No Place Like Home

No Place Like Home Plate

Northwoods League Baseball Underway with Full Rosters and One-Third Fan Capacity

By Andy Moore

July 2, 2020

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Tony Roca

La Crosse Loggers Pitcher Tony Roca. (Courtesy: La Crosse Loggers)

Left-hander Tony Roca’s place Wednesday night was on the mound, hurling his go-to fastball for the La Crosse Loggers in their Northwoods League season opener against the Rockford Rivets. Rockford’s park was at one-third capacity in keeping with COVID distancing rules, with just under 700 tickets sold. Fans sat in parties no larger than six. Every other row remained empty, a feeling Rivets’ fans were left with after their one-to-nothing loss to the Loggers. It was a pitchers battle from start to finish. Roca started and threw a four-inning shutout.

PBS Wisconsin caught up with Roca by phone Thursday morning after the game in a Rockford weight room. Lifting weights after pitching, he said, “helps keep my arm from getting tight or sore.” He said last night’s reduced crowd size had no impact on his game, something he attributes to his ability to focus.

“That’s kind of my key,” he said. “Intensity is my secret weapon.”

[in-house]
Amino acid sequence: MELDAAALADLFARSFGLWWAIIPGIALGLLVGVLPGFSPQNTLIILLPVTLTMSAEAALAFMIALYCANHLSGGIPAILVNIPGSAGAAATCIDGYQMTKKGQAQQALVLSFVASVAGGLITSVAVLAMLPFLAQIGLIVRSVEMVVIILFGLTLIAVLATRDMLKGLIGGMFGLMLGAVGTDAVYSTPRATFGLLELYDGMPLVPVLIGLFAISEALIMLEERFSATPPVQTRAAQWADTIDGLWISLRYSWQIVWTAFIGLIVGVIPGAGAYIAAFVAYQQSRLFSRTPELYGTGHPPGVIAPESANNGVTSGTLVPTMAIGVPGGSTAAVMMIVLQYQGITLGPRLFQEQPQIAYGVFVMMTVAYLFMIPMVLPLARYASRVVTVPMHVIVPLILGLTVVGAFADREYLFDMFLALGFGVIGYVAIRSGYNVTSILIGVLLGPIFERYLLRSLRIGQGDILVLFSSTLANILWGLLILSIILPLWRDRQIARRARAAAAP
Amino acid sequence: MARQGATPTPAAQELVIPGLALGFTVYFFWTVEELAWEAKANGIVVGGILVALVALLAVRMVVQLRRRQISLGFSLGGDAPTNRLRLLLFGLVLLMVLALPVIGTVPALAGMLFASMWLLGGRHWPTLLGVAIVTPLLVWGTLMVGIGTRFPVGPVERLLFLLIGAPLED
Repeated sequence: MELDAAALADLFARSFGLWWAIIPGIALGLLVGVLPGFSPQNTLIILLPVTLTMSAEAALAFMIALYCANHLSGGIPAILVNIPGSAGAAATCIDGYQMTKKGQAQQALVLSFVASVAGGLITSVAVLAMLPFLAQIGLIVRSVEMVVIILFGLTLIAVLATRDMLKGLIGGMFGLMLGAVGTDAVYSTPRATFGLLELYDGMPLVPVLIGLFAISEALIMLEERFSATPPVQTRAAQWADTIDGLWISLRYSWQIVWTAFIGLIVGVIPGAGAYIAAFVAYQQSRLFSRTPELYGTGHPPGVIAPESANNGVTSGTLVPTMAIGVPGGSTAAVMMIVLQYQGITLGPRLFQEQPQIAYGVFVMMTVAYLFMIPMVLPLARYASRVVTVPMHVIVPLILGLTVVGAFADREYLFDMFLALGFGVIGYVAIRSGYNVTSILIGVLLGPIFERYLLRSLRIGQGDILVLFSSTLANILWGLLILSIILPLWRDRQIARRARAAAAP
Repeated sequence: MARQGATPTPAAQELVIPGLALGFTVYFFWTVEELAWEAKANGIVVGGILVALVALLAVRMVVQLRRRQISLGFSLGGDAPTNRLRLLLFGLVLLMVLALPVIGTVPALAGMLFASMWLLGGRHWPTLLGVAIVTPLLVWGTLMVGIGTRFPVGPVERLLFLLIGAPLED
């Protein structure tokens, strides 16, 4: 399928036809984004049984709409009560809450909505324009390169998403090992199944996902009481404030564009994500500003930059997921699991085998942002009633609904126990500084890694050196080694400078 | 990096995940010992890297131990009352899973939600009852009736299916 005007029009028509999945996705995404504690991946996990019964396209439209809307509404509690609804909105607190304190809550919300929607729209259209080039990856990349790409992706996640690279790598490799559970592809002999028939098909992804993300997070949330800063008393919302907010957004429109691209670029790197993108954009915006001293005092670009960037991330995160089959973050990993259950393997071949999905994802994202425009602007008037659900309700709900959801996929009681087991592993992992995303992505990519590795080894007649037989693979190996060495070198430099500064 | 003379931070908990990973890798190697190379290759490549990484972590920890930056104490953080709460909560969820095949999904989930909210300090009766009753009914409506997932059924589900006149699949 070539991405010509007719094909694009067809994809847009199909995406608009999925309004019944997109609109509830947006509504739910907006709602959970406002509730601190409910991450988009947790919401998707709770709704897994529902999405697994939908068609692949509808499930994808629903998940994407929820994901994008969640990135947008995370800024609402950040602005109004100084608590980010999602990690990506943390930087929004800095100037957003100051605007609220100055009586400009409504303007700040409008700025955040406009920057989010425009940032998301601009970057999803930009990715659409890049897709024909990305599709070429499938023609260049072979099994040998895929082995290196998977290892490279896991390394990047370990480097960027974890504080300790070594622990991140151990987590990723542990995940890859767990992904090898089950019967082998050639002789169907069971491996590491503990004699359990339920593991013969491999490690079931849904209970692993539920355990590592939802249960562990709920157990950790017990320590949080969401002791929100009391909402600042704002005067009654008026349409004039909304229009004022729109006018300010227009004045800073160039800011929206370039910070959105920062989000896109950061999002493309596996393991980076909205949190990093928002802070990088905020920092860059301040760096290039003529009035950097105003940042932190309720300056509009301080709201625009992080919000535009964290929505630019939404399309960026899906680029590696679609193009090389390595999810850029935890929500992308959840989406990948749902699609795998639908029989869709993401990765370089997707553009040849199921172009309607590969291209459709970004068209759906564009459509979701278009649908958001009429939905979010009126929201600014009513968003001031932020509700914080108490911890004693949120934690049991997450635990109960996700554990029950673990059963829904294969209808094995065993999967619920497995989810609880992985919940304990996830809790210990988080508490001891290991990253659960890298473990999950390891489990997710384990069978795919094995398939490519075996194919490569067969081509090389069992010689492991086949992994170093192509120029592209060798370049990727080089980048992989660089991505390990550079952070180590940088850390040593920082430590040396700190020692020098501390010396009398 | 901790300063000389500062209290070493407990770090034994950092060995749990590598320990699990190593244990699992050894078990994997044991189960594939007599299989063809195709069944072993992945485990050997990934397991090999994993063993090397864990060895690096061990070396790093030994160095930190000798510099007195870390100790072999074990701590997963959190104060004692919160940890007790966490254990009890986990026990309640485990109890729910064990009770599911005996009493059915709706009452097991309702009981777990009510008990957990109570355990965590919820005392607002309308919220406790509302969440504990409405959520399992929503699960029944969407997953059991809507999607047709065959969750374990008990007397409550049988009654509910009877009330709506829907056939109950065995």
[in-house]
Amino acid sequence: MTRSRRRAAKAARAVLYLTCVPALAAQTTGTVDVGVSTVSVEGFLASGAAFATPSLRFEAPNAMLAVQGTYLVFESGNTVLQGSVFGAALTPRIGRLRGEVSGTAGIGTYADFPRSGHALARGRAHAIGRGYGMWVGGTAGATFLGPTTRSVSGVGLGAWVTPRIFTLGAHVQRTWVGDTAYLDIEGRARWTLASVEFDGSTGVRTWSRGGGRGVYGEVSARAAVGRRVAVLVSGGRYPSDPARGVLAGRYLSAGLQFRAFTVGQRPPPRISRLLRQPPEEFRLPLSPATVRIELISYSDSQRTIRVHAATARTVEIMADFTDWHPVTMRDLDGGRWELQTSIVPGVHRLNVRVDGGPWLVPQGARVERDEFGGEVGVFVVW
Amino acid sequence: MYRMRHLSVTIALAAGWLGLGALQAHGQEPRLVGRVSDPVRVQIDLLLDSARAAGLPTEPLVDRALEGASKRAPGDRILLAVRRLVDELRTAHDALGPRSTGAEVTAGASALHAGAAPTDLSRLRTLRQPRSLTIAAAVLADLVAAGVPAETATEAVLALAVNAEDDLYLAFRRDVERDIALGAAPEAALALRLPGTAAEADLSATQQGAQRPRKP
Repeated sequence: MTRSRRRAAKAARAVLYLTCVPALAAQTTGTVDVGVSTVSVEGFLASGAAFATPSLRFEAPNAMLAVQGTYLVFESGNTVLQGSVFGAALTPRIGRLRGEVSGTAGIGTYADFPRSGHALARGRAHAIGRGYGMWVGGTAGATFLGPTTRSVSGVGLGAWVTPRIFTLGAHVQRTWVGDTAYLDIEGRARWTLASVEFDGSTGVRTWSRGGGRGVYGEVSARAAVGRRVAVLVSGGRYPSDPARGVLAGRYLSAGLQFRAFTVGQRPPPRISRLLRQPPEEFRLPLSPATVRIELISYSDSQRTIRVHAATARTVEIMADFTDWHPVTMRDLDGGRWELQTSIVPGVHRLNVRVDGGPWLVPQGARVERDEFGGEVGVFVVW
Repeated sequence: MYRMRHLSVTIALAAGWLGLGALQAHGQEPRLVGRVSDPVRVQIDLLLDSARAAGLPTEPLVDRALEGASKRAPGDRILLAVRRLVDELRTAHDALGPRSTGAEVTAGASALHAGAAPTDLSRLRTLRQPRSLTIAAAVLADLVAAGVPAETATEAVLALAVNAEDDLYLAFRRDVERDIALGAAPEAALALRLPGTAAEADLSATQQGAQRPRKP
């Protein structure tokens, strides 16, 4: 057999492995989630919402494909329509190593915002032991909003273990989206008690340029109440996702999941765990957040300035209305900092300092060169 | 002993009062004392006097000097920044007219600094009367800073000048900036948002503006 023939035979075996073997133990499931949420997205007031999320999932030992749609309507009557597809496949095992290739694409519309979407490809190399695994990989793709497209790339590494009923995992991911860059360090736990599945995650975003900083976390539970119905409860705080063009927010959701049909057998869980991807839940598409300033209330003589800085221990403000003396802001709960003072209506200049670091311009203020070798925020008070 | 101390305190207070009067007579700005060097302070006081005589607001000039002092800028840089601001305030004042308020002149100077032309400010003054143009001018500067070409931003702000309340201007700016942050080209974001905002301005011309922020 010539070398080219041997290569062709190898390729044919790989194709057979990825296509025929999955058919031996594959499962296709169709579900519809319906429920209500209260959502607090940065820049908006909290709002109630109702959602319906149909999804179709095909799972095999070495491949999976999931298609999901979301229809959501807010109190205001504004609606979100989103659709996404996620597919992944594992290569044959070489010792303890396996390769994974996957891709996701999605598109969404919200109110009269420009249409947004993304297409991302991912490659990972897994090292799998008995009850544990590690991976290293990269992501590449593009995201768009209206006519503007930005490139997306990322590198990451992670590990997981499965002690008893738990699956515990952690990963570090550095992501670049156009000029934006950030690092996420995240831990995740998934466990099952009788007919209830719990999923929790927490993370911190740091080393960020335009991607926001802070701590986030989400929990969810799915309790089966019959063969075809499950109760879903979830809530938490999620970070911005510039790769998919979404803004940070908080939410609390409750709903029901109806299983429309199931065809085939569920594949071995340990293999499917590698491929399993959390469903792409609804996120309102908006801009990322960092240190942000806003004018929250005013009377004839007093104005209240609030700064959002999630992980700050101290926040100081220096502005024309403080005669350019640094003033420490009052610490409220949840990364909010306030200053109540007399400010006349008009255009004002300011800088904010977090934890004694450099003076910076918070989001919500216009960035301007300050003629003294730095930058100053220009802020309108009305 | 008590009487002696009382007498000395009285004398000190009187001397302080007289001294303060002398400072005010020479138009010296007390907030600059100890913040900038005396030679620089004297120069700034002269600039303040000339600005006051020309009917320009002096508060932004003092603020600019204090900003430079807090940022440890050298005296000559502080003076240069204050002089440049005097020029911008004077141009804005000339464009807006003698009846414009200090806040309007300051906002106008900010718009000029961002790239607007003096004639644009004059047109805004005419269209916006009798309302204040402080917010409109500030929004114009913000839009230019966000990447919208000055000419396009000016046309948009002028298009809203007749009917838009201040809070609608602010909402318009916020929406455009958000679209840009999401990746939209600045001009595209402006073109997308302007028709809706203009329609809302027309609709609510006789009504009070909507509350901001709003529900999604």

The 19-year-old University of North Florida freshman’s first college season was cut short when instruction ended March 13 due to the pandemic. The school is only a 20-minute drive to his family’s home. That’s where he stayed in place while continuing to train. Of course, in the ranks of elite college players with an eye on the Major League, home is where you hang your cap. The Loggers’ staff contacted Roca’s college pitching coach last month and said they had a spot for him on the roster.

Tony Roca

On the team bus, La Crosse Loggers pitchers Tony Roca and Mitch Lines, left (hander) to right (hander). Roca says part of the new normal playing baseball during a pandemic includes constant temperature checks and wearing masks.

“I’m looking forward to eating some Wisconsin sweet corn,” Roca said. This is his first time in the Badger State.

Baseball may be the most naturally socially distanced game on the planet — at least on the field. Ninety feet separate the bases. However close running encounters, not to mention crowded dugouts, bus rides and locker rooms, all paint a less safe picture.

“We get our temperature checked every morning before practice,” said Roca. “Before we got on the bus for Rockford, we got our temp-checked. We have to wear masks everywhere we go.”

Roca said he feels safe and he appreciates the opportunity to go full-in on the game, as opposed to college ball where sports and studies must be balanced. Then there are the players — “The best in college baseball.”

Last night the score was tied at zero going into the ninth inning. That’s when Loggers third baseman JT Thompson smacked a double into left center field to drive in what would be the only run of the game. Roca believes baseball lifts spirits during the pandemic.

“I think sports really bring people together,” he said. “Especially baseball. It’s a thinking man’s game of course. Bringing people together.”

The Loggers finish their two-game series in Rockford tonight. The team will play 48 games over the next 51 days.

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